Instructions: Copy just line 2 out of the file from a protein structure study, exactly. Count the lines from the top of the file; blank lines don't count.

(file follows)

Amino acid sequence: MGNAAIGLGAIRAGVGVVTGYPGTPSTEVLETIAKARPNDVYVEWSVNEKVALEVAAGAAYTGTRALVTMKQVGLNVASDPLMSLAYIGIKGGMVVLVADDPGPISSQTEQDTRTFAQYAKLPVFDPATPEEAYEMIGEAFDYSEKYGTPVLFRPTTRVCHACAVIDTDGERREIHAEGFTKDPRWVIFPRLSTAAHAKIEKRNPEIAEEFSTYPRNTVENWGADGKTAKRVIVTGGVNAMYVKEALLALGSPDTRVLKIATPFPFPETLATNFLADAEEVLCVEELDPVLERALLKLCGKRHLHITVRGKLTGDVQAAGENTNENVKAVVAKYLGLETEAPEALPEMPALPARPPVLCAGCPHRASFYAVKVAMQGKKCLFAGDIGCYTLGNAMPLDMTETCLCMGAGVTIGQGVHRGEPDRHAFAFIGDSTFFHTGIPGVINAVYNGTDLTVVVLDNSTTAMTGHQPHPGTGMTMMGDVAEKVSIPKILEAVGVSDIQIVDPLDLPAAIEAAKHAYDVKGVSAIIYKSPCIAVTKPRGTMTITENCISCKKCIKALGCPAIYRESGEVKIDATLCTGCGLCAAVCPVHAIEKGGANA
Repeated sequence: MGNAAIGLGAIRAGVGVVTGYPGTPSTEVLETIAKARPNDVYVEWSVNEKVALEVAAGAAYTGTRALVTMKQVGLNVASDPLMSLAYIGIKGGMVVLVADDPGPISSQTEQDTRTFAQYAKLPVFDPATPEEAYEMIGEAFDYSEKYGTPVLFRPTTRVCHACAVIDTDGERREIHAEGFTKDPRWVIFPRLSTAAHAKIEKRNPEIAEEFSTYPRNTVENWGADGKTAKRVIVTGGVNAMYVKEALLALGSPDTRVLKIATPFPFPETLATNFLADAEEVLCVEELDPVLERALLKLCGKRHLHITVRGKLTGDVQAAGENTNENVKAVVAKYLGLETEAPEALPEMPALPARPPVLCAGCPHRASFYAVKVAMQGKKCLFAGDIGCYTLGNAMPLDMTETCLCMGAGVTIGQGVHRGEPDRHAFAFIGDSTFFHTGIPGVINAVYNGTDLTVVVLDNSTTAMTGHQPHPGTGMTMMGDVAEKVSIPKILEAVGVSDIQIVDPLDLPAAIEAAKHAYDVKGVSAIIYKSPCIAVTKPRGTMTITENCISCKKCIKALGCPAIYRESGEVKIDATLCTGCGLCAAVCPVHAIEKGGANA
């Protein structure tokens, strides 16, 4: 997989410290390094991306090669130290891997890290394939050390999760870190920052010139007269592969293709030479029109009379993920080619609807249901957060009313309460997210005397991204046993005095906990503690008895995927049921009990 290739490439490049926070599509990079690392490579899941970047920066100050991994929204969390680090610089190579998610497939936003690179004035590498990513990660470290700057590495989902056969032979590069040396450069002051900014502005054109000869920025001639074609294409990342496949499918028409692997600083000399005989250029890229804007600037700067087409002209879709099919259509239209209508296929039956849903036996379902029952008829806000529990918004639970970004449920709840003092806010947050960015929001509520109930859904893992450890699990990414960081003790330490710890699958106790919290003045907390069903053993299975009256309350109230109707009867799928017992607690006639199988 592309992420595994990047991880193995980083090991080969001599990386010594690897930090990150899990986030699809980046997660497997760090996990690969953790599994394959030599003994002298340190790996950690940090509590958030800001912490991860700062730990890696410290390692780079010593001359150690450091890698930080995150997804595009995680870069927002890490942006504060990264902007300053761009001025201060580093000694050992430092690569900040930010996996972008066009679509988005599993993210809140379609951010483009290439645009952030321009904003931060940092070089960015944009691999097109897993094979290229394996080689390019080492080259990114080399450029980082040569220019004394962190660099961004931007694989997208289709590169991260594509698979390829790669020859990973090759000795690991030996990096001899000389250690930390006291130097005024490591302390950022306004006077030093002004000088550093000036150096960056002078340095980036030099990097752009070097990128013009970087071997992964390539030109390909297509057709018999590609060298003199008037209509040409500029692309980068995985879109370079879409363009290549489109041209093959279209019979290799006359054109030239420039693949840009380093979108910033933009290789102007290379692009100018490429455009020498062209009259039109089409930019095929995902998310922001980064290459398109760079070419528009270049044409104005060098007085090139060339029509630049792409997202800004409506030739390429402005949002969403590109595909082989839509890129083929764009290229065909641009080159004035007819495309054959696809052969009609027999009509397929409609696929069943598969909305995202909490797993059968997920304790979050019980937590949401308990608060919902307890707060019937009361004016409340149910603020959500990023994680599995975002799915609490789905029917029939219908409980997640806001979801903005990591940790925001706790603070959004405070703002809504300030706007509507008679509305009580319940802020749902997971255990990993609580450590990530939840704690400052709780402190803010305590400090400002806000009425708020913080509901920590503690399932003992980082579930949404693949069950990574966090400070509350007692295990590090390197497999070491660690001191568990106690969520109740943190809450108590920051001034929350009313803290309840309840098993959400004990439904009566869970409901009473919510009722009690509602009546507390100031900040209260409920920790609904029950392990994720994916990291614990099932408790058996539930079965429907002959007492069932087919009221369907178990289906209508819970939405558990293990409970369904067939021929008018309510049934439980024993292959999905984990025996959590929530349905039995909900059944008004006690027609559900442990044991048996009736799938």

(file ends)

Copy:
Repeated sequence: MGNAAIGLGAIRAGVGVVTGYPGTPSTEVLETIAKARPNDVYVEWSVNEKVALEVAAGAAYTGTRALVTMKQVGLNVASDPLMSLAYIGIKGGMVVLVADDPGPISSQTEQDTRTFAQYAKLPVFDPATPEEAYEMIGEAFDYSEKYGTPVLFRPTTRVCHACAVIDTDGERREIHAEGFTKDPRWVIFPRLSTAAHAKIEKRNPEIAEEFSTYPRNTVENWGADGKTAKRVIVTGGVNAMYVKEALLALGSPDTRVLKIATPFPFPETLATNFLADAEEVLCVEELDPVLERALLKLCGKRHLHITVRGKLTGDVQAAGENTNENVKAVVAKYLGLETEAPEALPEMPALPARPPVLCAGCPHRASFYAVKVAMQGKKCLFAGDIGCYTLGNAMPLDMTETCLCMGAGVTIGQGVHRGEPDRHAFAFIGDSTFFHTGIPGVINAVYNGTDLTVVVLDNSTTAMTGHQPHPGTGMTMMGDVAEKVSIPKILEAVGVSDIQIVDPLDLPAAIEAAKHAYDVKGVSAIIYKSPCIAVTKPRGTMTITENCISCKKCIKALGCPAIYRESGEVKIDATLCTGCGLCAAVCPVHAIEKGGANA